1. I wonder if recent fires are burning into towns and cities more, though? Santa Rosa, now Ventura. Maybe not so “at the margins”.

  2. Chris –

    I was endlessly frustrated by the news coverage of the Napa/Sonoma fires, because the pictures of the devastate neighborhoods, which were horrific, didn’t give any sense of how much of Napa and Sonoma counties *wasn’t* burned. If you look at the final fire maps, you can see that the fires, devastating as they were, were at the margins. Most neighborhoods didn’t burn.

    Ditto the current situation in Southern California. Again if you look at the fire maps you see that, devastating as they are in the places where they are, the fires are happening at the margins.

  3. Yes, that’s historically been the case, but my question is whether cities/towns are becoming more at risk, with hotter average temperatures and less precipitation in the West. I wonder if there’s been any historical research on this.

  4. P.S. The “how much of Napa and Sonoma *wasn’t* burned” comment reminds me of a line featured on John Oliver recently by a Roy Moore spokesman, in defense of his actions, pointing out how many teen girls weren’t molested by Moore. It’s hardly a convincing assertion.

    I see on Wikipedia (https://en.wikipedia.org/wiki/List_of_California_wildfires#Largest_fires), that if you sort large to small on structures burned, the top 3 most destructive to urban area fires were in the last 15 years, and the top 10 were in the last 30 years, except for one in 1970. So it could be said that a trend is happening: either fires are getting to urban areas more, or urban areas are spreading into fire areas, which is basically saying the same thing. So it might make sense to pay attention to this. I know that there has been concern for years that people are building residences too far into the wilderness. It could be though that fires are getting bigger and hotter and are coming into the towns and cities, increasingly.

  5. Chris –

    You’re arguing against a straw man that is not the argument I made.

    I am not arguing that the fires are not horrible. I am not arguing that they may not, in fact, be getting worse – destroying more homes, threatening more cities. I am not arguing that building in the WUI has not made things very much worse.

    I was quite specific in what I am arguing – that, to cite the concept of resilience, in doing so they do not threaten the underlying structure and function of Southern California. I am arguing that Southern California has the ability to retain its basic structure and function in the face of these shocks – that, to reiterate what I wrote for emphasis, “we should not extend our fear from stark headlines and smoke on the horizon to a broader fear that Southern California as a whole is, as Didion wrote, ‘close to the edge.'”

    I am arguing that the oft-cited apocalyptic rhetoric of Joan Didion, and John Rechy, and the other giants of Southern California literature who have argued from the Santa Anas and their fires to suggest the very impermanence of the place itself, is wrong.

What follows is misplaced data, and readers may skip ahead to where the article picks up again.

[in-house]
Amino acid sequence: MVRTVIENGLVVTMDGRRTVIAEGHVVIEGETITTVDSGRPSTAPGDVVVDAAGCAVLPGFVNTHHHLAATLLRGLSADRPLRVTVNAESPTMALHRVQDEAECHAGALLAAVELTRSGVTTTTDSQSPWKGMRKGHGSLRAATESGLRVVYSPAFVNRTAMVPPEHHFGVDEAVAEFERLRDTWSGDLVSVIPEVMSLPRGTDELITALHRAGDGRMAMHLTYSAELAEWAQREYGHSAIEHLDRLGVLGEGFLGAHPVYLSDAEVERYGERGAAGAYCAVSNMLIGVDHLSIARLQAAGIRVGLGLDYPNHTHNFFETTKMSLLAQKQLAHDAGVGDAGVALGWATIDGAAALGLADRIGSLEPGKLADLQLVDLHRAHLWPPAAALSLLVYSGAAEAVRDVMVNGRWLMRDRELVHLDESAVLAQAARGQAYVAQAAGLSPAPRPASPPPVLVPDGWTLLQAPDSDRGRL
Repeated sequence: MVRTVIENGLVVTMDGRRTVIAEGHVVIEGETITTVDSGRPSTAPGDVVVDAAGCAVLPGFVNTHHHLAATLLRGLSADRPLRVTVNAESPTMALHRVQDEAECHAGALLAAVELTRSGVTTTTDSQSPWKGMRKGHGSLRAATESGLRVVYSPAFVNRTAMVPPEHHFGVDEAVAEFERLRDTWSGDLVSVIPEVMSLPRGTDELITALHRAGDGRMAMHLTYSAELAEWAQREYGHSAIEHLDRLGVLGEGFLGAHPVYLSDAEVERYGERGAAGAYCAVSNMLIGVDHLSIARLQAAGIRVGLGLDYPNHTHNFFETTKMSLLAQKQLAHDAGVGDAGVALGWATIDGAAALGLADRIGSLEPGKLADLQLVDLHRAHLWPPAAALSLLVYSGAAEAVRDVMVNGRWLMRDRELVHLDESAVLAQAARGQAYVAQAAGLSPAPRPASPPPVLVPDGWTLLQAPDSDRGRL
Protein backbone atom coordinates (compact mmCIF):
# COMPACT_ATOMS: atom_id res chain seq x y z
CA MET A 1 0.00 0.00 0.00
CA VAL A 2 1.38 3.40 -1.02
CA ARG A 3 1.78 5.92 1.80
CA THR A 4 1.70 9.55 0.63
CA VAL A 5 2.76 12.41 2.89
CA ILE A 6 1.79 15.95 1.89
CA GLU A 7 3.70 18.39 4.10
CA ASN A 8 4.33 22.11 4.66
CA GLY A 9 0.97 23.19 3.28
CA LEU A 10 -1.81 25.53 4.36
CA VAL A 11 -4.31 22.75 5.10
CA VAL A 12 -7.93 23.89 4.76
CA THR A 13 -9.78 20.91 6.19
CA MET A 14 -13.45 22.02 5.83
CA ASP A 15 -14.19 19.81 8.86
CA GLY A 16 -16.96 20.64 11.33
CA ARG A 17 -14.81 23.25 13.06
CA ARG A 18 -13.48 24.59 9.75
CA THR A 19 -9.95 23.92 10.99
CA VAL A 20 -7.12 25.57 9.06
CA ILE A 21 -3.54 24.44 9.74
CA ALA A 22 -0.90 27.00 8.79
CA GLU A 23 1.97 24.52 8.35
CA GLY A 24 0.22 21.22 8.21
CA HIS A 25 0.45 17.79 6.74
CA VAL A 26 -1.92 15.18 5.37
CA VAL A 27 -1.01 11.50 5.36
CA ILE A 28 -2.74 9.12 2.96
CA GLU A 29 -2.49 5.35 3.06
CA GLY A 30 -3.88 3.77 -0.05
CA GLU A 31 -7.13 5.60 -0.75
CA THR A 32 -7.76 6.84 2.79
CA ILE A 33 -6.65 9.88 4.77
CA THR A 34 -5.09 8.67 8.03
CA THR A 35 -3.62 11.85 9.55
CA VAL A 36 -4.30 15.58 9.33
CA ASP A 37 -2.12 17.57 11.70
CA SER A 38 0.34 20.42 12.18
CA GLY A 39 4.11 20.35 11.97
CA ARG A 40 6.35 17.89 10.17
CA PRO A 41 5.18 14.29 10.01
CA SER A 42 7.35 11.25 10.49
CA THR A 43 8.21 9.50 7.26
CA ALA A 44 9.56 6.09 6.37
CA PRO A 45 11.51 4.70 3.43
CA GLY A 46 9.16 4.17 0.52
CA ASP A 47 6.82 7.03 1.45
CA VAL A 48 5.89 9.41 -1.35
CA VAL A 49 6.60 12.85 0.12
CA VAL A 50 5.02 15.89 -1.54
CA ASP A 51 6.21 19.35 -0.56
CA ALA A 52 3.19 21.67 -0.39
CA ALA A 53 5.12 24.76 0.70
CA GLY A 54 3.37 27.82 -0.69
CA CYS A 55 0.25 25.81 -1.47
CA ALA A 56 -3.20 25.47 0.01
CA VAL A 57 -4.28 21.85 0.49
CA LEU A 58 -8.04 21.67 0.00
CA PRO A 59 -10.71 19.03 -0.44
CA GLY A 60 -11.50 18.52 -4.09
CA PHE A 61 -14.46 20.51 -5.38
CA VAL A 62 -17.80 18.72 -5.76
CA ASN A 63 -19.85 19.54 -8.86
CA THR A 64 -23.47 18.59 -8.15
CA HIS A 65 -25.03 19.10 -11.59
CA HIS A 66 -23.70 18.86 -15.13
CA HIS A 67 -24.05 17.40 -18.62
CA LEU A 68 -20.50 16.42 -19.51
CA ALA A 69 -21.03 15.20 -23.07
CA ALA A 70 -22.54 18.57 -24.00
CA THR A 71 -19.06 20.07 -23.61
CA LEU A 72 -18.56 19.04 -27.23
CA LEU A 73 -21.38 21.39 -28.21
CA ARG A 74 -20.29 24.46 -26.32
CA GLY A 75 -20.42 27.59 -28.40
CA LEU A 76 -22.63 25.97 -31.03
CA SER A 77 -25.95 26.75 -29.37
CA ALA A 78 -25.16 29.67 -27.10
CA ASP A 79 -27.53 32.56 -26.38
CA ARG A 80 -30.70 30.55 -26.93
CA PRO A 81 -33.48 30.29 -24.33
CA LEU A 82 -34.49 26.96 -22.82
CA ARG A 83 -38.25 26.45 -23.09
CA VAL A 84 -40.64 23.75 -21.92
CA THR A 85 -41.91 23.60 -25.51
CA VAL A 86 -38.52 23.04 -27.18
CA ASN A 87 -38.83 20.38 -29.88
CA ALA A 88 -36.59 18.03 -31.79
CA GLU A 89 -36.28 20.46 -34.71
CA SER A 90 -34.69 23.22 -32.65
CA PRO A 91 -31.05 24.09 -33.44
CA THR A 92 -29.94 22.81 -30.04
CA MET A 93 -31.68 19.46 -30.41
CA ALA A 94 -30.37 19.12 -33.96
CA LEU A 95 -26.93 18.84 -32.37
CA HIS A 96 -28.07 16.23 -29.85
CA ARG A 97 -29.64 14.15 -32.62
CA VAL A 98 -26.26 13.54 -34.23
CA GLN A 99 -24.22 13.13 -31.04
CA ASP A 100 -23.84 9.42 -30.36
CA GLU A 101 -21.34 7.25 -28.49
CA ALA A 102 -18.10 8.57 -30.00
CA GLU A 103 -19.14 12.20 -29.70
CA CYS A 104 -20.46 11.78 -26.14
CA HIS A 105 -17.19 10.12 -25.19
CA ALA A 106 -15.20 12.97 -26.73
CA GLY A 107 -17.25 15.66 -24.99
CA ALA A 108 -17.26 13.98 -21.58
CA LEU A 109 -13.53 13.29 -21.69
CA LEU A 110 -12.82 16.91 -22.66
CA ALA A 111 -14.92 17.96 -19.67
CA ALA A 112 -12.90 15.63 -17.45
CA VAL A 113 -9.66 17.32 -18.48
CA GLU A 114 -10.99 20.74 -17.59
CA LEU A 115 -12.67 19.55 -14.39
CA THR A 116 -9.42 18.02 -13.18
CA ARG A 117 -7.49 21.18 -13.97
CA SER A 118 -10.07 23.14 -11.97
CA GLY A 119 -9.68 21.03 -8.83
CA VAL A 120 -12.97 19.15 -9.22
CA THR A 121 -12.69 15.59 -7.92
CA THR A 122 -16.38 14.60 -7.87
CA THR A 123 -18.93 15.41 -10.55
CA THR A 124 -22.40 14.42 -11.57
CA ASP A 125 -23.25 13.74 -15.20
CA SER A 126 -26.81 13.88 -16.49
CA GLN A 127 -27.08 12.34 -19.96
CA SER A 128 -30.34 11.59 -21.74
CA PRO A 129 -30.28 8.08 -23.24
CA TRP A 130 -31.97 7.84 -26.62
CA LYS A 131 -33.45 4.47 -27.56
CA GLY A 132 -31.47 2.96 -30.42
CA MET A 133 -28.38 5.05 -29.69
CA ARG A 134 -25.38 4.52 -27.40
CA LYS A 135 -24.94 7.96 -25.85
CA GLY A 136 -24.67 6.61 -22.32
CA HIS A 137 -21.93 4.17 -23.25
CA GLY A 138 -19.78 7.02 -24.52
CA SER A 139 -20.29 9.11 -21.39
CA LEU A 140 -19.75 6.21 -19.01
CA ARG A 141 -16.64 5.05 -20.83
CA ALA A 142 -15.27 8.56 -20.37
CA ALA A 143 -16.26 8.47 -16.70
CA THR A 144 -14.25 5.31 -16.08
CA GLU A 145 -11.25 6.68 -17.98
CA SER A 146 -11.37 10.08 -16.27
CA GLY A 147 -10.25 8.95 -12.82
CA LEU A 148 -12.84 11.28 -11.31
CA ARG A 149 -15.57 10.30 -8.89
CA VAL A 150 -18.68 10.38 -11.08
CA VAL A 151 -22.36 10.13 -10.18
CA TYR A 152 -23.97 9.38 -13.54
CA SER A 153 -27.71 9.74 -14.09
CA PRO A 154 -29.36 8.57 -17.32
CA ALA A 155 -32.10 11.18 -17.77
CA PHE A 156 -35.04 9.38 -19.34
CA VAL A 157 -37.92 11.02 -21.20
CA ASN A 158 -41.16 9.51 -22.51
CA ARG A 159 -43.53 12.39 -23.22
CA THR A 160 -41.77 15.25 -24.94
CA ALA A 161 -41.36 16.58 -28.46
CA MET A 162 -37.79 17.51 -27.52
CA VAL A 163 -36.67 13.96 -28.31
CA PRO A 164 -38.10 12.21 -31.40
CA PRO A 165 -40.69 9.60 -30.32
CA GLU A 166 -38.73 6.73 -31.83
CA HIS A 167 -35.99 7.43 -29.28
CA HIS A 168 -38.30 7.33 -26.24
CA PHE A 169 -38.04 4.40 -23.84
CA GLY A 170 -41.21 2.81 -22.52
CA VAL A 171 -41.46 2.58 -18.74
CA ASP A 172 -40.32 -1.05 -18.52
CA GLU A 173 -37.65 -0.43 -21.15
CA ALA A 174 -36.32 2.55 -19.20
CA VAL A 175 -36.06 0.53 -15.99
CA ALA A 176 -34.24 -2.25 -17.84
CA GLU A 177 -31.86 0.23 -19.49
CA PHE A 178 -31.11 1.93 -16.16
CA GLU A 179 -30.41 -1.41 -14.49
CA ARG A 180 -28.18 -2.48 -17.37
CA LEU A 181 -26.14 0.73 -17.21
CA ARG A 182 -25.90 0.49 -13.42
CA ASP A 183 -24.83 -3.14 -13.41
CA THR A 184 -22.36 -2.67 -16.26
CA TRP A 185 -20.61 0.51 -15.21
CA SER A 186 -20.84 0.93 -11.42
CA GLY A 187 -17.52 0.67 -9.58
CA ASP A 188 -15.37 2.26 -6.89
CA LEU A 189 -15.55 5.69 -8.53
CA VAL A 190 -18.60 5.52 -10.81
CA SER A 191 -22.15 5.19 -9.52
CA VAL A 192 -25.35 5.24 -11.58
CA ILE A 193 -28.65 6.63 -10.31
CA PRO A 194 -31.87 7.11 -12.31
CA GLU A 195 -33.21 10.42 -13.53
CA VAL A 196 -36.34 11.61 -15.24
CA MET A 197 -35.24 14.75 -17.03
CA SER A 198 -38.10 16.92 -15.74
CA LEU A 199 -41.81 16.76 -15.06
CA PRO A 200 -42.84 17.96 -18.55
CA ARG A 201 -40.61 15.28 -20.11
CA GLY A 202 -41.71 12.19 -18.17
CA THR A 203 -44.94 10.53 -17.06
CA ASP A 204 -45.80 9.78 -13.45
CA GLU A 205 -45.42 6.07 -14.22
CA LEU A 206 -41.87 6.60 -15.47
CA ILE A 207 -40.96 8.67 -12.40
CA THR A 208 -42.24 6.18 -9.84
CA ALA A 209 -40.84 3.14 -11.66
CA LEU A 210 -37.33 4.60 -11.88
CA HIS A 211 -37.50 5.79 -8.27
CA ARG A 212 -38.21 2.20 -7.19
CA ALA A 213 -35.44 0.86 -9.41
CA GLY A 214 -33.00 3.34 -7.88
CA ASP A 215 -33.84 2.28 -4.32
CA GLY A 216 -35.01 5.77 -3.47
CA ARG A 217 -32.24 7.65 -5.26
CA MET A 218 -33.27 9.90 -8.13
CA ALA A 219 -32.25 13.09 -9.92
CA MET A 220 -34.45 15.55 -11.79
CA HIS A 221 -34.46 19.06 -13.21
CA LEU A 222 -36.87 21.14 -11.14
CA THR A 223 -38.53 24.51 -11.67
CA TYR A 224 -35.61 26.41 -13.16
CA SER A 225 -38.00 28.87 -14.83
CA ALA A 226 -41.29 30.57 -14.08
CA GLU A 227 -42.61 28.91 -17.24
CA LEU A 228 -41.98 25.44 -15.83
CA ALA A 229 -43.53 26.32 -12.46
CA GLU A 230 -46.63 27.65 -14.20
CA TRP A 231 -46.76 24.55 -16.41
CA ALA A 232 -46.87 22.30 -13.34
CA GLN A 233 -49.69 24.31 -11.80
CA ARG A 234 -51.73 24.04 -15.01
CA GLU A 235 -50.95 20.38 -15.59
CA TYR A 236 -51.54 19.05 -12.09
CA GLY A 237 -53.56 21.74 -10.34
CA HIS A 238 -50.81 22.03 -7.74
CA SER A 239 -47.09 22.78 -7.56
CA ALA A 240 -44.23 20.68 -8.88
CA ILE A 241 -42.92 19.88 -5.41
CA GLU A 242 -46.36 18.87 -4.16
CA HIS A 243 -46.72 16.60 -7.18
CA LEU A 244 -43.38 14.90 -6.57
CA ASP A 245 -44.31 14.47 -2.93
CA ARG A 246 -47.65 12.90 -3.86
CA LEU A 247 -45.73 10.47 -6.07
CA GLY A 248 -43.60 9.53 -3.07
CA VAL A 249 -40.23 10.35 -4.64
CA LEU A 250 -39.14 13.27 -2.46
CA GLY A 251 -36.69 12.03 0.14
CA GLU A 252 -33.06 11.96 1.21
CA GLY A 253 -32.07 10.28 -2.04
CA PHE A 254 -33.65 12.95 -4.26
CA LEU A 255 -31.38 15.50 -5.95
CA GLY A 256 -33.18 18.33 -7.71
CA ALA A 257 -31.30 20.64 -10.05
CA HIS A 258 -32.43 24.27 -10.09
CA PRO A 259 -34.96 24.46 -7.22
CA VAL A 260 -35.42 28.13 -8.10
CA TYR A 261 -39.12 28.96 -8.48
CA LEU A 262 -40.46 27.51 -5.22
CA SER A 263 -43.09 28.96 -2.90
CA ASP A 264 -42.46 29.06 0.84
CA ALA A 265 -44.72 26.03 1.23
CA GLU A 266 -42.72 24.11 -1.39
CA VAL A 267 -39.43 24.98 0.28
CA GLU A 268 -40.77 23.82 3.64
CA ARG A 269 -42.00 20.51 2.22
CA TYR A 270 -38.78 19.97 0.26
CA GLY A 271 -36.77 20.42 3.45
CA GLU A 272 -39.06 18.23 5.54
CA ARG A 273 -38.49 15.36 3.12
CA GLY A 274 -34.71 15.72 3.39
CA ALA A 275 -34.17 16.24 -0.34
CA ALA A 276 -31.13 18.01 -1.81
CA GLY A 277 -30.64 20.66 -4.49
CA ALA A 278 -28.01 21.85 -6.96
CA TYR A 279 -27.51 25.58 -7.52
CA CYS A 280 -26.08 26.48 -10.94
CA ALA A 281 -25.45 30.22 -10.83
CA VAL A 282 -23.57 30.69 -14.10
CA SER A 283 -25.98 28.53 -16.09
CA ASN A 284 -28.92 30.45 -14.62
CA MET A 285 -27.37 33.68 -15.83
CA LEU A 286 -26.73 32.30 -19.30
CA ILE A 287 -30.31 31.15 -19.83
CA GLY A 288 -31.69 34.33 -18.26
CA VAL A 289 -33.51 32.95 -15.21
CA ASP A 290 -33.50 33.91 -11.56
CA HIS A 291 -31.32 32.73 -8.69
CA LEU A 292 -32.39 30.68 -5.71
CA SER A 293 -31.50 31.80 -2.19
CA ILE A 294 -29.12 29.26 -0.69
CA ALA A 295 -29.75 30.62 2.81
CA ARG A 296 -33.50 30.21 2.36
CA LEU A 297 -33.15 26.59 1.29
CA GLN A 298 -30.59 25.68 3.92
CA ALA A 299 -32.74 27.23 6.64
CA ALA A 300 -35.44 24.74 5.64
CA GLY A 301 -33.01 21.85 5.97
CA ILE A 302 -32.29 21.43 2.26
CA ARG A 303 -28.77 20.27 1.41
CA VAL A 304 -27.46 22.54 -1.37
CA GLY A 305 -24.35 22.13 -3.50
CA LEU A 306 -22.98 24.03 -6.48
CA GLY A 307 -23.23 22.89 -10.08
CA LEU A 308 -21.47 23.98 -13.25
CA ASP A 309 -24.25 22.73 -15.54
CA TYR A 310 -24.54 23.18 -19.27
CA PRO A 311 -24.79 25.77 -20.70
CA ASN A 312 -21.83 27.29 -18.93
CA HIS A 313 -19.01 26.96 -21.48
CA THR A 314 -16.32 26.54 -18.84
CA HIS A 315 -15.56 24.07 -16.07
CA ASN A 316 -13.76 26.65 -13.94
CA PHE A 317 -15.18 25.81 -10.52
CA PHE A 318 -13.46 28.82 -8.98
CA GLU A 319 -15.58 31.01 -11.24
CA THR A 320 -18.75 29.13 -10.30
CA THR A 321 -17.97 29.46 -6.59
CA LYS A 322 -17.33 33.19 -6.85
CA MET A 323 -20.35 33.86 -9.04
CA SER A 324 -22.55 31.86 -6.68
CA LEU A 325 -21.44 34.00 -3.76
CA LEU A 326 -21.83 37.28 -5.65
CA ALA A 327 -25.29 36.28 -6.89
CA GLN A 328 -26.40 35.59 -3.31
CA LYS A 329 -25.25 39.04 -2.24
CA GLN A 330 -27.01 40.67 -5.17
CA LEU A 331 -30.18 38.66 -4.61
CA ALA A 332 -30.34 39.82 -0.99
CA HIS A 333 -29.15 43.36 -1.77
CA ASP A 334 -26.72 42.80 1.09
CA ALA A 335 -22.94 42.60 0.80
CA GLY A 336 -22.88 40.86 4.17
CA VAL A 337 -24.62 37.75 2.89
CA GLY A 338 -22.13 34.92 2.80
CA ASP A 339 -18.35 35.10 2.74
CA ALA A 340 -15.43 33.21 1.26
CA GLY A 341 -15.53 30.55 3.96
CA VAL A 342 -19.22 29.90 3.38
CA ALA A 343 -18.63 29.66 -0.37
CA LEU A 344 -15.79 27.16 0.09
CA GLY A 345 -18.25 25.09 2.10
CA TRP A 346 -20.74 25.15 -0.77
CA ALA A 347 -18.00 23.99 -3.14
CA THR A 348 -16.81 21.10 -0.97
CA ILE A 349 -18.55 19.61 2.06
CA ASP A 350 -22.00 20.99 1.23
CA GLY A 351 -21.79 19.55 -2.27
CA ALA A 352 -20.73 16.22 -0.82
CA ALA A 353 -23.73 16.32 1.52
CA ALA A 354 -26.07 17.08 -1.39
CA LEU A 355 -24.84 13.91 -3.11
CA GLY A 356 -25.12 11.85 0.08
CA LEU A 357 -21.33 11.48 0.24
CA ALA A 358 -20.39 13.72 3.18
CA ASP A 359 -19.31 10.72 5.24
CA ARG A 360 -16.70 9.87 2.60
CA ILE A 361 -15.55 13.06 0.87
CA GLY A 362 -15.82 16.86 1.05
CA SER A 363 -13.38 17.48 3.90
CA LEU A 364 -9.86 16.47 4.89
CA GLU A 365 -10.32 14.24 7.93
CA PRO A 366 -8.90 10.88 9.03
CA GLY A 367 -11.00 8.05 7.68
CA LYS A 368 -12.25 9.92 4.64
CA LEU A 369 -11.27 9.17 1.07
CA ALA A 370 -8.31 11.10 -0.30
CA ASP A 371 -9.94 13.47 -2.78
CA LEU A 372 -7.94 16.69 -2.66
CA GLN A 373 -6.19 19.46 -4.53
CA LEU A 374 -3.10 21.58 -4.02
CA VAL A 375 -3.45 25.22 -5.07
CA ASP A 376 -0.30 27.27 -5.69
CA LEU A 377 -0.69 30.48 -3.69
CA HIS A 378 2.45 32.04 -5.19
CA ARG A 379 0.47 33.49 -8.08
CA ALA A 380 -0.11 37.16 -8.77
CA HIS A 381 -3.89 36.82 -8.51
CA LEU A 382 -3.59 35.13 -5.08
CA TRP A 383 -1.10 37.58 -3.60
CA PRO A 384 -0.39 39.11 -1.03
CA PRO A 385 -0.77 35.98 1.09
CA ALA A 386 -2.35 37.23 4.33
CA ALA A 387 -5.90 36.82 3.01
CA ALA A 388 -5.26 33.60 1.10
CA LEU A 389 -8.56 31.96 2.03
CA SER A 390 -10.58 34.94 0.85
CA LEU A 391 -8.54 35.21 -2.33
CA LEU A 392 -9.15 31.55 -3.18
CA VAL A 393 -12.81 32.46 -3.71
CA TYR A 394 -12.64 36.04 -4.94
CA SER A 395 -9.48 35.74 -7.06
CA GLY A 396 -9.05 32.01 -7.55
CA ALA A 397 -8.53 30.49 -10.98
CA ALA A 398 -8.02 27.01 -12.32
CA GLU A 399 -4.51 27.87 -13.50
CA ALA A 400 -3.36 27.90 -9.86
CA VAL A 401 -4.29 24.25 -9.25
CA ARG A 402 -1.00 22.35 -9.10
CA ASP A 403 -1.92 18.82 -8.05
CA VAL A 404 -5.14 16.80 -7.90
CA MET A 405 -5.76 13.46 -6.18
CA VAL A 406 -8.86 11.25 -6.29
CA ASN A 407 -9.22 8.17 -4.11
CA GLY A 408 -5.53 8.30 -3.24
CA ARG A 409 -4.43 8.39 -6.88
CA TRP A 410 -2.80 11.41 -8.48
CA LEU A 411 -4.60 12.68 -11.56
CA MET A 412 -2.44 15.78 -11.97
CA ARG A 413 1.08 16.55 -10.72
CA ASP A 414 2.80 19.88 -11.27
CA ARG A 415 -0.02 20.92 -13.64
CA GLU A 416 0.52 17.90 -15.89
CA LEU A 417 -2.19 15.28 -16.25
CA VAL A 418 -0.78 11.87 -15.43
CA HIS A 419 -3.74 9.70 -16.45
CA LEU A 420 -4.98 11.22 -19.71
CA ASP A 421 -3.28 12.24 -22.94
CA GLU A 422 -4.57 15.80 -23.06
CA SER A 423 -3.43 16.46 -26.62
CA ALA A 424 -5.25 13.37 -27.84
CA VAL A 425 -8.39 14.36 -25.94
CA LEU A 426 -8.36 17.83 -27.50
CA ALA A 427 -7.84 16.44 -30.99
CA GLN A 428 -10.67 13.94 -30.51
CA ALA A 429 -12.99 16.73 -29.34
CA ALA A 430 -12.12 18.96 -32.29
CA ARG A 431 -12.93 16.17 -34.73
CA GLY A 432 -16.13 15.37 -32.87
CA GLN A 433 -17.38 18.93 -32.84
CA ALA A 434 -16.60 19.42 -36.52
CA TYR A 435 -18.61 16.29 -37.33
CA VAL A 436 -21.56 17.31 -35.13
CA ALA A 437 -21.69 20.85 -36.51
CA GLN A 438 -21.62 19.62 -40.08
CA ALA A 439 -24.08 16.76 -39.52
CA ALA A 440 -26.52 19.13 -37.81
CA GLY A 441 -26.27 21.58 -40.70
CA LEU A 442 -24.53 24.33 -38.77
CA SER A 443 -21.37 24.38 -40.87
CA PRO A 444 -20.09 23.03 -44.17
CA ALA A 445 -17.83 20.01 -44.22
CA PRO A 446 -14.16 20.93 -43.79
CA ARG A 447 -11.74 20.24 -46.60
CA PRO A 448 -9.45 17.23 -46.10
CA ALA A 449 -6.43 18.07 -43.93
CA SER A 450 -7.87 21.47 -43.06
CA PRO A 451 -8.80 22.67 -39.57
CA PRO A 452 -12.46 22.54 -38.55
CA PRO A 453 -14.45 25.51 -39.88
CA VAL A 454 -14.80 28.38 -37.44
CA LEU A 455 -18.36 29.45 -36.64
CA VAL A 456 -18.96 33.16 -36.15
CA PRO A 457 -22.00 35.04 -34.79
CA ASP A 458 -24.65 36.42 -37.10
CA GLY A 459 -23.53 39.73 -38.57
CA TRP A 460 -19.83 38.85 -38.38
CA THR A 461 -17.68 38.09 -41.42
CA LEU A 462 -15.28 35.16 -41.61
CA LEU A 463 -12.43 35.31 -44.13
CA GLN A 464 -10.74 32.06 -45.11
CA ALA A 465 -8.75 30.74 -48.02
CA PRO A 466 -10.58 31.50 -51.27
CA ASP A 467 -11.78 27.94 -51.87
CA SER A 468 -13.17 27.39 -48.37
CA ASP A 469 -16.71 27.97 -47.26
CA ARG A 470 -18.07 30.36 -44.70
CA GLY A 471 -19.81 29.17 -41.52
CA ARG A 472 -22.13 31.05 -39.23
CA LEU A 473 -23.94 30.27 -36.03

P.S. The comparison to Roy Moore’s defenders was deeply offensive.

  6. re: Roy Moore, it was an attempted joke. Sorry, if it was offensive.

    And I’m sorry that it didn’t sink in that you were arguing against an apocalyptic vision of Southern California. I wonder how many actually share this view, and therefore the impact of coverage by the media. My family lives down there, I am from S. Calif. No one I know subscribes to such a view. I always took Didion’s view as literary license; mostly coming out of the 60’s extreme culture. So maybe that’s the straw man.

  7. The way Didion herself is frequently quoted on days like this, making the point about the fragility of L.A., seems evidence that it is a point some people will make, and make, and then make again. Mike Davis is another, the genre of apocalypse, a tragedy narrative, that L.A. has no place here and that fire will bring its collapse, or earthquake. The genre does not limit itself to L.A. – the same line of thinking has been applied to Phoenix, and South Florida, and on. The “tragedy narrative” literature is vast, quoting Didion every time fires erupt in L.A. is but one manifestation. And it is my work to push back against it, to try to evaluate the postulated apocalypse in terms of adaptation and resilience theory. It is good that know one you knows subscribes to such a view.

  8. Okay. I hadn’t realized it was such an issue, not watching local TV perhaps which is always about the next killing or other “catastrophe” in our lives. The statement about there being more un-burned than burned threw me. Since it’s obvious it wasn’t apparent immediately why you were making the assertion.

    Keep up the good work. I’ve referred to your book in discussions of the state-level Sierra Club water committee.

Leave a Reply

Your email address will not be published. Required fields are marked *